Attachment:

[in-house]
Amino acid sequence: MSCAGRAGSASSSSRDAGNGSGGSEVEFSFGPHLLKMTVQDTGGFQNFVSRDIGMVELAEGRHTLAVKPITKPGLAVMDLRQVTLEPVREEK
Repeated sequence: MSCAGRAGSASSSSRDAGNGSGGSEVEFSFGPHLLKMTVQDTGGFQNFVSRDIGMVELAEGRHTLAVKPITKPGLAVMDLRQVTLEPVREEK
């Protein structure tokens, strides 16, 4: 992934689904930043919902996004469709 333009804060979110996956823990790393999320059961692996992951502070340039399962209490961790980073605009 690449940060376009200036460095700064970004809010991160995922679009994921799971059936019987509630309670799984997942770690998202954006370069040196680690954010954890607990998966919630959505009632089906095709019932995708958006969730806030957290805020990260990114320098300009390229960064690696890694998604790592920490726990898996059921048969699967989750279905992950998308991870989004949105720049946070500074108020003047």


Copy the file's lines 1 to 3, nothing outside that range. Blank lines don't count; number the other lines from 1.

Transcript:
[in-house]
Amino acid sequence: MSCAGRAGSASSSSRDAGNGSGGSEVEFSFGPHLLKMTVQDTGGFQNFVSRDIGMVELAEGRHTLAVKPITKPGLAVMDLRQVTLEPVREEK
Repeated sequence: MSCAGRAGSASSSSRDAGNGSGGSEVEFSFGPHLLKMTVQDTGGFQNFVSRDIGMVELAEGRHTLAVKPITKPGLAVMDLRQVTLEPVREEK